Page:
To the iCloud!!!
You may have seen some of the information about iCloud in the Apple TV commercials. It's a great system that gives you unprecedented storage and sharing options. Here's a short intro to iCloud from Apple.
We've got you covered with iCloud as well. Here's information on both moving your data to the iCloud to help keep things synced and backed up. You may also need more information on how you set up iCloud in a multiple user family. This details all the ins and outs of multiple user groups who may otherwise share iTunes accounts.
There Really is an App for That
Once you've got a good handle on using that sleek new iOS device, you'll of course want to dive in and start downloading apps. Whether you're an avid gamer, a music lover, a book reader or even (gasp) all three, you'll find everything you need in the iTunes Store.
When it comes to Apps, iOS has no peer. There are over 500,000 apps in the App Store, so you'll doubtlessly find something you like. The trick, however, is filtering through all of those apps to find the specific things you want. That can be tricky, but luckily there are many ways to help.
First off are our very own reviews. We review a ton of apps weekly to give you the best recommendations about the best apps we find. Be sure to look through our Reviews lists, which can be filtered by type of app as well as sorted by date, app name, or app rating. If you just want to read reviews of our highest rated iPad games, for example, it's an easy click. And for on the go browsing of 148Apps reviews, grab the [appinline: 444792529,"148Apps App"].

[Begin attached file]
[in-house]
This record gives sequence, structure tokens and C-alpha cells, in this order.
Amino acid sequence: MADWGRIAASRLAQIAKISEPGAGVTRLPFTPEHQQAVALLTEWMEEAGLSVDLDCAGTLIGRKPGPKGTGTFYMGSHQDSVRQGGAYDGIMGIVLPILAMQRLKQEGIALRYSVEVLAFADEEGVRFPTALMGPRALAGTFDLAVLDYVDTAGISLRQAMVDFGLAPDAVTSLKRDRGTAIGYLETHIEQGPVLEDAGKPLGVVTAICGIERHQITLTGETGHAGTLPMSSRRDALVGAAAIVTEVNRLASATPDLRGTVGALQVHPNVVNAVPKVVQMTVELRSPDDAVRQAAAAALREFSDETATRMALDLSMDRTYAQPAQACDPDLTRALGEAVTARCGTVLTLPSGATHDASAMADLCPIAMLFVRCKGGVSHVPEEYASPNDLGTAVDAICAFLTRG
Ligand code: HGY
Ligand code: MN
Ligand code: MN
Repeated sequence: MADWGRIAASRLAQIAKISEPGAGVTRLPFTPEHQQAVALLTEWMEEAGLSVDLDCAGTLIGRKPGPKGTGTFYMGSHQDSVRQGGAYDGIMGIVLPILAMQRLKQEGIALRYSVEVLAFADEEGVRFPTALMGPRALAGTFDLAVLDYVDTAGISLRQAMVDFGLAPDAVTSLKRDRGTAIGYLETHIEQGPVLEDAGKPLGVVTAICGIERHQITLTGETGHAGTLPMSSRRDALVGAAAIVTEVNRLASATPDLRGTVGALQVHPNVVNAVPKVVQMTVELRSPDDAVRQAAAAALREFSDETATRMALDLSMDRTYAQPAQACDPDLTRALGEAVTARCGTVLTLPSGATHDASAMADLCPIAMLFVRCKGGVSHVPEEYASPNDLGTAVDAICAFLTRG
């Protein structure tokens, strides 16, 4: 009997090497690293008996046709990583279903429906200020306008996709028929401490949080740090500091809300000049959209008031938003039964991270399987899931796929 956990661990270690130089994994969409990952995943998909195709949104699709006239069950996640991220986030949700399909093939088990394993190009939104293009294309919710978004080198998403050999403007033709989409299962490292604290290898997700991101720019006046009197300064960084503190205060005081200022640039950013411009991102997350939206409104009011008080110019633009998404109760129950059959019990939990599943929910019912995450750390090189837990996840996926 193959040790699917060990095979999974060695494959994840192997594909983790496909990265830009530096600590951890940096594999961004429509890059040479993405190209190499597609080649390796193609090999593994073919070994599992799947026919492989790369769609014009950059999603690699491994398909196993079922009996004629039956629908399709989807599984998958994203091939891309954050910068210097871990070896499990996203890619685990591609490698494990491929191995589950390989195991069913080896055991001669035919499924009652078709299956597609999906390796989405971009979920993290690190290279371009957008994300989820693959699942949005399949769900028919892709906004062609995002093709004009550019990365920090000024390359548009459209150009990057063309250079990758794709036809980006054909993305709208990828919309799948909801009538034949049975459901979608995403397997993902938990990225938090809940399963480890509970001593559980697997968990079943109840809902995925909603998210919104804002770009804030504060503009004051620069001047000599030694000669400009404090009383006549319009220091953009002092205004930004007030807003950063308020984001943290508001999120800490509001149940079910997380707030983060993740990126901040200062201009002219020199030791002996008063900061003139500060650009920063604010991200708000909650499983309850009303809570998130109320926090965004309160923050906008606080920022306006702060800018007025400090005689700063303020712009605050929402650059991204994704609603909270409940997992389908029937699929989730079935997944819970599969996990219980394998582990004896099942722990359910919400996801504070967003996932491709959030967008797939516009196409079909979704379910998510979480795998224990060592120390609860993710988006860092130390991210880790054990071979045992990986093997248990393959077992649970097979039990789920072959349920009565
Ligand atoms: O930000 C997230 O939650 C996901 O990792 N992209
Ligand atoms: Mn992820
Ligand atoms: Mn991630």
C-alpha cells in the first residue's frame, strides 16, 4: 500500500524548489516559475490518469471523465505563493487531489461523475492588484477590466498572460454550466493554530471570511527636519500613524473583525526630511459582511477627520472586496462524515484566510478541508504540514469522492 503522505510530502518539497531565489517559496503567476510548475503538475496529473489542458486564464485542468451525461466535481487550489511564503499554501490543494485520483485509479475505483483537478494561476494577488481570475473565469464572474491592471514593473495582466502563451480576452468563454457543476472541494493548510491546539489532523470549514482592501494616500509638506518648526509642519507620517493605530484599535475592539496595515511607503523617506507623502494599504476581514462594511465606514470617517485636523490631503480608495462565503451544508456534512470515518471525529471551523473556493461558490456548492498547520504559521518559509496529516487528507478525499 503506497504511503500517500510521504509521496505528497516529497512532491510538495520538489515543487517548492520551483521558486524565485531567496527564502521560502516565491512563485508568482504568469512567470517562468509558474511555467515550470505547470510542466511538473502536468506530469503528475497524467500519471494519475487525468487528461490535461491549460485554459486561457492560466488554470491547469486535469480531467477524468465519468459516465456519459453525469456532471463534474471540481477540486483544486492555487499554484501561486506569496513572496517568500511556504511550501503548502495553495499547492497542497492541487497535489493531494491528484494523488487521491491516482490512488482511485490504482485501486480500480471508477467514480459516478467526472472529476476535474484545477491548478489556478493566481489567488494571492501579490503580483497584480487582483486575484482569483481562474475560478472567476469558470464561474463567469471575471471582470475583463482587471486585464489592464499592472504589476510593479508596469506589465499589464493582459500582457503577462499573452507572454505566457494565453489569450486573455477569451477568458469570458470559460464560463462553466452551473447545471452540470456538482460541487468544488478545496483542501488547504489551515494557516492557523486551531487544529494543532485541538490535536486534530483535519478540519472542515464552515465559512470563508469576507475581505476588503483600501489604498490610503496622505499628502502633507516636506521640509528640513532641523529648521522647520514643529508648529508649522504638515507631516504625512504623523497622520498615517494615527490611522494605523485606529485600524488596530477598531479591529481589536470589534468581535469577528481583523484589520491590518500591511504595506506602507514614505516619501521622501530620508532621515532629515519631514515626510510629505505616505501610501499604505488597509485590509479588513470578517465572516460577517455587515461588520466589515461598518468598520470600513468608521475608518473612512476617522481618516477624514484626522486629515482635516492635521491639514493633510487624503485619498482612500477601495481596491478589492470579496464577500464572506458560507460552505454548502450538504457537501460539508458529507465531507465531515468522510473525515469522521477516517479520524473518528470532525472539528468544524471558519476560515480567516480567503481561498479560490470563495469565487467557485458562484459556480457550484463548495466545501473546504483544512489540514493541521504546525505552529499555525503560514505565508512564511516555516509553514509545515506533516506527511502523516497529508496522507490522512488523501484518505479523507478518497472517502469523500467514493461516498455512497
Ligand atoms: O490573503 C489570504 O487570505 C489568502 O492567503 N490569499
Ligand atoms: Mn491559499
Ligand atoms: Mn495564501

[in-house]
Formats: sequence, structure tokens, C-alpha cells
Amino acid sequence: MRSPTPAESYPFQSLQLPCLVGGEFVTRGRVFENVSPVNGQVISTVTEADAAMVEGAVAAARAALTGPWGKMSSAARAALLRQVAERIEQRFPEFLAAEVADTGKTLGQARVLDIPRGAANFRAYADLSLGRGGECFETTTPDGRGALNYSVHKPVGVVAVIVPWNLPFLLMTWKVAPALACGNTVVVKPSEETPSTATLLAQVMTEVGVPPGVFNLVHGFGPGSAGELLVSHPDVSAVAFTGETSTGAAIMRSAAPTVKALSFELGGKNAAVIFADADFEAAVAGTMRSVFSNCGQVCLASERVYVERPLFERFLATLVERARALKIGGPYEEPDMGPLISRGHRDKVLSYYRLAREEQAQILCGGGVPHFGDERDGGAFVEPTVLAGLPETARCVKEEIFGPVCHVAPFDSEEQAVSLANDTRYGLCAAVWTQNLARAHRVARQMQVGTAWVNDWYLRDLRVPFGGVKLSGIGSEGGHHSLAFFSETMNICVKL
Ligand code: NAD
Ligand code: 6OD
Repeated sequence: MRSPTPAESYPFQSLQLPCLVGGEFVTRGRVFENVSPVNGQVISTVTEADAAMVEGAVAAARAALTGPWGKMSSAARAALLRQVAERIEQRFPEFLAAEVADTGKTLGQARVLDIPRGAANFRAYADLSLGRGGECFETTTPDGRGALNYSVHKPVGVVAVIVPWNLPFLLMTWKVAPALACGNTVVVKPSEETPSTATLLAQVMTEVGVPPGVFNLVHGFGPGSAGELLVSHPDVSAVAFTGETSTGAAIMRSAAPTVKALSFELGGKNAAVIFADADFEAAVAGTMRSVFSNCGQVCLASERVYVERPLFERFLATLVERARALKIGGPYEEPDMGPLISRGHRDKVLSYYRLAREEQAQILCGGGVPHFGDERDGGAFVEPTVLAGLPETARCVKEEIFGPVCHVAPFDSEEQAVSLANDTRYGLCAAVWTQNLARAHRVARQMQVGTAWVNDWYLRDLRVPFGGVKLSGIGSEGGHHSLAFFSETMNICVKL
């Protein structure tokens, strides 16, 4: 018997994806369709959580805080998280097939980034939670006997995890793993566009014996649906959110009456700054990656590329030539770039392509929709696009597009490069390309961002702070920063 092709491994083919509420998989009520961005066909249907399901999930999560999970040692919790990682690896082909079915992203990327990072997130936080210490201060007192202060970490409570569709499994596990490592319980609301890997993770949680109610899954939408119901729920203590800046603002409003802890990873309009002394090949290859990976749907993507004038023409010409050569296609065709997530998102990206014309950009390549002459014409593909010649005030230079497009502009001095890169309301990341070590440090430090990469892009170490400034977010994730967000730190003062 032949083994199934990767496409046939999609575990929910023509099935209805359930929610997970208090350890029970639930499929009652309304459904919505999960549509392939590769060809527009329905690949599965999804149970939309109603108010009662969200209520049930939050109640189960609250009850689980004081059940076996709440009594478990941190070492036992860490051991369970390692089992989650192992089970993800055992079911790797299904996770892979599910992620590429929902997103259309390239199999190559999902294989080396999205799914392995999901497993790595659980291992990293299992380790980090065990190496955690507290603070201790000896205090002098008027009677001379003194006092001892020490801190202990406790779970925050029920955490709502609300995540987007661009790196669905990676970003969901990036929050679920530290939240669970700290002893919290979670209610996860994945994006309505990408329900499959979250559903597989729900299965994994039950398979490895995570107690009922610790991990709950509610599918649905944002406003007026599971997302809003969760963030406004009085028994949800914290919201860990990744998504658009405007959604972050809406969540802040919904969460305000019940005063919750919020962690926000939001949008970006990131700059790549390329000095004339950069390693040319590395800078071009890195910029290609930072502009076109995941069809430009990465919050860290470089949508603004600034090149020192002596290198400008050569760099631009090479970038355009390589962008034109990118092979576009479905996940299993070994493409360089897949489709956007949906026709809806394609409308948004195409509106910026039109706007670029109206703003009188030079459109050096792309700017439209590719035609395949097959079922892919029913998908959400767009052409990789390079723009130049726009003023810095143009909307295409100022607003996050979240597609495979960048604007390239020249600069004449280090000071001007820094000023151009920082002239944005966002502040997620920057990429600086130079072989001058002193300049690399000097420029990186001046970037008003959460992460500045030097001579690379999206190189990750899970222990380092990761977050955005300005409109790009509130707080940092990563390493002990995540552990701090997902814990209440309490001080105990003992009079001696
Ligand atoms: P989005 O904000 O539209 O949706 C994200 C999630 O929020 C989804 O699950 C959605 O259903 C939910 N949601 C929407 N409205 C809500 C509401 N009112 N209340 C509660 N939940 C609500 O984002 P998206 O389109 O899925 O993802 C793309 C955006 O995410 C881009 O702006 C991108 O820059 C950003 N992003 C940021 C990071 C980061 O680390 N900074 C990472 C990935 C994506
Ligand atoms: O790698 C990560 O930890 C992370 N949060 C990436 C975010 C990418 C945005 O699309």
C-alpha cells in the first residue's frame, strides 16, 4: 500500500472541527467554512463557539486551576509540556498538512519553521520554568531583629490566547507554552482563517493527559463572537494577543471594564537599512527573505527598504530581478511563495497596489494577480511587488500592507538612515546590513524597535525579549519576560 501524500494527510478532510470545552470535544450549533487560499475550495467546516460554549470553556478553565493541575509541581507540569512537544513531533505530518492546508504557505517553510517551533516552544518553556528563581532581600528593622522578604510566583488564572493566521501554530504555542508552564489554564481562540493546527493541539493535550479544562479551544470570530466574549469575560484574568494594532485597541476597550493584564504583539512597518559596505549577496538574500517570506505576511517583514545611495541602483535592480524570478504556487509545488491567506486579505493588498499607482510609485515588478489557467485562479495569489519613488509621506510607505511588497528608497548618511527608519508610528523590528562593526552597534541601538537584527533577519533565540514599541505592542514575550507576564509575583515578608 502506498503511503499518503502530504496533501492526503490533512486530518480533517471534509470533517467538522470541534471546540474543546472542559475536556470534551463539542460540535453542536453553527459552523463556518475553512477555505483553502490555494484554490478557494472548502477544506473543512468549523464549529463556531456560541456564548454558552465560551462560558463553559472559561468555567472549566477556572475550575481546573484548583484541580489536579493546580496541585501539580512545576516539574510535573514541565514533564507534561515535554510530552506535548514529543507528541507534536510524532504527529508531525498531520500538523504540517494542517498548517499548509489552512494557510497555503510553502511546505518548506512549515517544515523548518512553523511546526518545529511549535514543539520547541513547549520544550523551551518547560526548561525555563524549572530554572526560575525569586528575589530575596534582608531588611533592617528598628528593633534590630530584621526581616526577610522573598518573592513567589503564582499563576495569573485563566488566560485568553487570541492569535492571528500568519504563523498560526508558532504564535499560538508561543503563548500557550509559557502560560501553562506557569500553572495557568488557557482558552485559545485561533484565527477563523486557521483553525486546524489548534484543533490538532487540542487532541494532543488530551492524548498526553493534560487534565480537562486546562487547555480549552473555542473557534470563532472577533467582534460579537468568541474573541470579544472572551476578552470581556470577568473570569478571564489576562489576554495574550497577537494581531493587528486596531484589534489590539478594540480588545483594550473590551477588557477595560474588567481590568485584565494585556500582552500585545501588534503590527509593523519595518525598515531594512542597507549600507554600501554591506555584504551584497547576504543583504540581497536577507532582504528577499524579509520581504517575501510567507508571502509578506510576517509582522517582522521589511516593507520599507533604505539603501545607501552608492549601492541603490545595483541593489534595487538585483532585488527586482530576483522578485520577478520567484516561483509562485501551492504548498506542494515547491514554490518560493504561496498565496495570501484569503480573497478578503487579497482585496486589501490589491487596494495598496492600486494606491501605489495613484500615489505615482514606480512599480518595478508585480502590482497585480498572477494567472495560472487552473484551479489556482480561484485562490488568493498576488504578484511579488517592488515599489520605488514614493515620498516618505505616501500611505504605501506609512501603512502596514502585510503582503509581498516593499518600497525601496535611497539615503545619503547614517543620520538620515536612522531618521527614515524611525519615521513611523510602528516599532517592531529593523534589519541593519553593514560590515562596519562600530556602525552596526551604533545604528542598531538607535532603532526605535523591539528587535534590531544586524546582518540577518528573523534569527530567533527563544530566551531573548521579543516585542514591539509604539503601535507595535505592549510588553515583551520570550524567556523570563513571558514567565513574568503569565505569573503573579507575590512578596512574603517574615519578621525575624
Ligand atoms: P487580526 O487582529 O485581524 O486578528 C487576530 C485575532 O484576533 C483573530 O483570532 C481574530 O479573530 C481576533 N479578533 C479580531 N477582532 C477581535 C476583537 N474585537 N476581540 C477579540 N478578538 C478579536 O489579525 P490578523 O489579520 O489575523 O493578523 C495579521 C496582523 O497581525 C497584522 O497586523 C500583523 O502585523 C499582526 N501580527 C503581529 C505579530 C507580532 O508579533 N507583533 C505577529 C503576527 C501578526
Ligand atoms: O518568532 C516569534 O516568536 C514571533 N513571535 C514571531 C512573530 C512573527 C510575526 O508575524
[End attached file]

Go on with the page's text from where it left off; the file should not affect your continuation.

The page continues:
In addition, we have our famous Price Drops lists, which can be sorted to just show the latest drops in prices, or even just the latest FREE apps. Very handy, if we say so ourselves. If you're looking for the very latest additions to the App Store, we have a list for that, as well as one for the Top Apps across all the App Store categories for each device. Then of course there's always the very best of the best in free apps available in the free games and free apps lists.
If you want even more app discovering goodness, you might want to check out a few apps made to help you wade through the App Store. Some of our favorites are [appinline:387037496,"AppShopper"], [appinline:348286549,"Chomp"], and [appinline: 383151779,"AppZapp"]. There are even specific apps to help you find the latest free apps. Some of the best include [appinline:348650932,"Free App A Day"], [appinline: 470693788,"Apps Gone Free"], and [appinline:484505841, "Free App Alliance"]. These will all help you sort and find and browse apps and games to your heart's content; we use them all the time to find new great apps to use and write about on the site.
Where Else To Find 148Apps?
We're everywhere, really. However, the best places to find us are on Twitter, Facebook, and now even Google+. Be sure to come visit and chat with us there. We're ever so responsive.
Free Apps You Shouldn't Do Without
Now, we wouldn't be the premier Apps review site without some sort of parting gift, now would we? How about some apps you really should try out? To make the deal even sweeter, let's make them free apps.